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Судебные дела / Зарубежная практика  / WILLIAM EDWARD AND PATRICIA MARIE COLOMBELL, Petitioners v. COMMISSIONER OF INTERNAL REVENUE, Respondent, UNITED STATES TAX COURT - SUMMARY OPINION, T.C. Summary Opinion 2006-184, Docket No. 23979-04S., Filed November 30, 2006

WILLIAM EDWARD AND PATRICIA MARIE COLOMBELL, Petitioners v. COMMISSIONER OF INTERNAL REVENUE, Respondent, UNITED STATES TAX COURT - SUMMARY OPINION, T.C. Summary Opinion 2006-184, Docket No. 23979-04S., Filed November 30, 2006




T.C. Summary Opinion 2006-184

Docket No. 23979-04S.

Filed November 30, 2006.


William Edward and Patricia Marie Colombell, pro sese.

Deborah C. Stanley , for respondent.

ARMEN, Special Trial Judge : This case was heard pursuant to the provisions of section 7463 of the Internal Revenue Code in effect when the petition was filed. 1 The decision to be entered is not reviewable by any other court, and this opinion should not be cited as authority.


1 ═ Unless otherwise indicated, all subsequent section references are to the Internal Revenue Code in effect for 2002, the taxable year in issue.


Respondent determined a deficiency in petitioners' Federal income tax for 2002 in the amount of $999. Petitioners timely filed a petition with the Court. The sole issue for decision is whether petitioner Patricia Marie Colombell is an active participant in her former employer's qualified retirement plan and thus ineligible to deduct her $3,500 contribution to an individual retirement account under section 219.


Some of the facts have been stipulated, and they are so found. We incorporate by reference the parties' stipulation of facts at trial and accompanying exhibits.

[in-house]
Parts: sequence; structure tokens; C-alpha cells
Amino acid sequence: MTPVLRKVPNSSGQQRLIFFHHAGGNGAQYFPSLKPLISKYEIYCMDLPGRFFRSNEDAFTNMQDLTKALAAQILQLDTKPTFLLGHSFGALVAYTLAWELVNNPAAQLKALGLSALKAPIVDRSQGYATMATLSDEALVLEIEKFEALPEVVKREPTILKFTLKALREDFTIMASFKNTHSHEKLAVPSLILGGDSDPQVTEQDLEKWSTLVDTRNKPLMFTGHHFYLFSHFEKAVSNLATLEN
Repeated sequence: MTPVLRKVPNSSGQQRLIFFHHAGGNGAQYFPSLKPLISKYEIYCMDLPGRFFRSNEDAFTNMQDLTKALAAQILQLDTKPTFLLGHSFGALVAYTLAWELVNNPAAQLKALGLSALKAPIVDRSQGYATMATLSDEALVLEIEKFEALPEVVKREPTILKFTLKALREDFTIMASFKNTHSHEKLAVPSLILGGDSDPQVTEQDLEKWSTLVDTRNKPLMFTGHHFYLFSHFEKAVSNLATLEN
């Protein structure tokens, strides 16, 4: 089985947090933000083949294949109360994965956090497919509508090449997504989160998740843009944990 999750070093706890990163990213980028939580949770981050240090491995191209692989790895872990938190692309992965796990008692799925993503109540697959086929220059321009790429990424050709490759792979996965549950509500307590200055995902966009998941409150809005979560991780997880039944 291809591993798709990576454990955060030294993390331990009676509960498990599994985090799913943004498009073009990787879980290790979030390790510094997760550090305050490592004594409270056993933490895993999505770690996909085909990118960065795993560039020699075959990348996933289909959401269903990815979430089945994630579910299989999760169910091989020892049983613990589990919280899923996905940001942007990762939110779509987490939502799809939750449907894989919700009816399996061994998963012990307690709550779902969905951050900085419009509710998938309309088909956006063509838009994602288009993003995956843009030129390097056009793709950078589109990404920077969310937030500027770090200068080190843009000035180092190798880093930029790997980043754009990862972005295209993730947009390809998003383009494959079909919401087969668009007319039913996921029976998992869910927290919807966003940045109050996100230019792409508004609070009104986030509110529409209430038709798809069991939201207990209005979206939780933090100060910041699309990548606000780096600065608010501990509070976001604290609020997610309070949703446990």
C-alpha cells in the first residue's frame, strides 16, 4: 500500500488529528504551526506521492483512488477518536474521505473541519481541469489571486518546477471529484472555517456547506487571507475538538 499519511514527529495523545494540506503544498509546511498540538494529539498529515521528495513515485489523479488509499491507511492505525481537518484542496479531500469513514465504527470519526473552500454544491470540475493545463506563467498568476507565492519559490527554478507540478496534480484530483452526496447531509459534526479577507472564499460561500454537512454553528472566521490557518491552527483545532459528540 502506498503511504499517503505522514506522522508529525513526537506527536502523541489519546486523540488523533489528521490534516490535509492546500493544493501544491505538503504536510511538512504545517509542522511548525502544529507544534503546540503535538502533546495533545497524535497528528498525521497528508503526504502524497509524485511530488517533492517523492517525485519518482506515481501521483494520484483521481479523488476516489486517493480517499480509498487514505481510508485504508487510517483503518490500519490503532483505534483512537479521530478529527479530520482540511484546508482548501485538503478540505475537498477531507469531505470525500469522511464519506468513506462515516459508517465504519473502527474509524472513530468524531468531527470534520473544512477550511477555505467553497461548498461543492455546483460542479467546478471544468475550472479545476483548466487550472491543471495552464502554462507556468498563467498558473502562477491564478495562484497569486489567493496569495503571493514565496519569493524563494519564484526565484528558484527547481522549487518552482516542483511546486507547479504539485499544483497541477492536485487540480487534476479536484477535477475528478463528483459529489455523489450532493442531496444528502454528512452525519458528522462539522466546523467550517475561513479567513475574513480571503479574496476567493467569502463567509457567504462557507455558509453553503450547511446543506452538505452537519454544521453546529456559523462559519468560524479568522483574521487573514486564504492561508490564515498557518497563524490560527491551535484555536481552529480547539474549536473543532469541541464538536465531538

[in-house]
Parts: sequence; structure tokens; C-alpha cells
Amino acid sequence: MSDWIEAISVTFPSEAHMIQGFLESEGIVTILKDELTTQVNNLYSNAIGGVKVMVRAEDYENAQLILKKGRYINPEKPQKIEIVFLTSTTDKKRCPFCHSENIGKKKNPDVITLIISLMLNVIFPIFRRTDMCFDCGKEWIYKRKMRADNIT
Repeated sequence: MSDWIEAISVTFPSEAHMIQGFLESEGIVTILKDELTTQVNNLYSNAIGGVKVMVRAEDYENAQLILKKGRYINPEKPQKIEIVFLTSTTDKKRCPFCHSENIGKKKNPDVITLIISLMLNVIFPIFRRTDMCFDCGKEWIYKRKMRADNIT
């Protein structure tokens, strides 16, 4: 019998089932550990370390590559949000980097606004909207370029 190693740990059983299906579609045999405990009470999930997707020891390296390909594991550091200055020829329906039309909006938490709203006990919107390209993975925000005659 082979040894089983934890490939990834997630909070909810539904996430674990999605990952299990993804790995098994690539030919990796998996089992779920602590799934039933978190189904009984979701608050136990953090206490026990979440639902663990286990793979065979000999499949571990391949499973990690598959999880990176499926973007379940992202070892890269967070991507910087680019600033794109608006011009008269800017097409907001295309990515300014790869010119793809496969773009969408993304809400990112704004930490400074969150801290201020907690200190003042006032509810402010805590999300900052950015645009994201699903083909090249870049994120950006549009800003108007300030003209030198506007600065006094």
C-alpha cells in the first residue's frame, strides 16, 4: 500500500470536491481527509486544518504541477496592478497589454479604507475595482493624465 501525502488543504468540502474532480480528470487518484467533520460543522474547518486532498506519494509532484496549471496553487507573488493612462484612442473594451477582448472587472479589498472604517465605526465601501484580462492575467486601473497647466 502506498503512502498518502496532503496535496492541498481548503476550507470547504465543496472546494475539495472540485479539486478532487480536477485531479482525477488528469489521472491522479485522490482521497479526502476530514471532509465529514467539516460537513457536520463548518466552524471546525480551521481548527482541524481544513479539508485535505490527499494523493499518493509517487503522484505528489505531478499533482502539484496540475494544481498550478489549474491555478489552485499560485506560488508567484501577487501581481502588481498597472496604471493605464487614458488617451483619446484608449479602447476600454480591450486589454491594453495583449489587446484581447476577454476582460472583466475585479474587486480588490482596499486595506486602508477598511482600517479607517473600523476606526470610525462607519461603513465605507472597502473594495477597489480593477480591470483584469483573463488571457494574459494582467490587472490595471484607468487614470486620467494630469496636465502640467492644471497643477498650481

At the time the petition was filed, Patricia Marie Colombell (Mrs. Colombell) and William Edward Colombell (Mr. Colombell) resided in Fairfax County, Virginia.

Mrs. Colombell worked as an employee as a pro re nata (PRN) emergency room nurse for Inova Health System (Inova) for 15 years, until her retirement in 2005. PRN nurses have no set schedule but work as needed. During the time she worked as a PRN nurse at Inova, Mrs. Colombell was not entitled to health benefits, sick leave, or vacation time.

Inova maintained a cash balance retirement plan, a type of defined benefit plan under section 401(a), for its employees. Beginning in July 1998, participation in the retirement plan was both automatic and mandatory for all employees.

Under the terms of the retirement plan, employees would receive a pension credit if they were employed by Inova on December 31 and had worked a minimum of 1,000 hours for Inova during the calendar year. During the year at issue, Mrs. Colombell worked only 511 hours. In fact, during the entire time she worked for Inova, Mrs. Colombell never worked 1,000 hours in any given year. Her pension account balance was zero at all times, and she remains ineligible for any benefit under Inova's plan.

Petitioners timely and jointly filed a Form 1040, U.S. Individual Income Tax Return (return), for 2002, claiming a $7,000 deduction for contributions made to their respective individual retirement accounts (IRAs). 2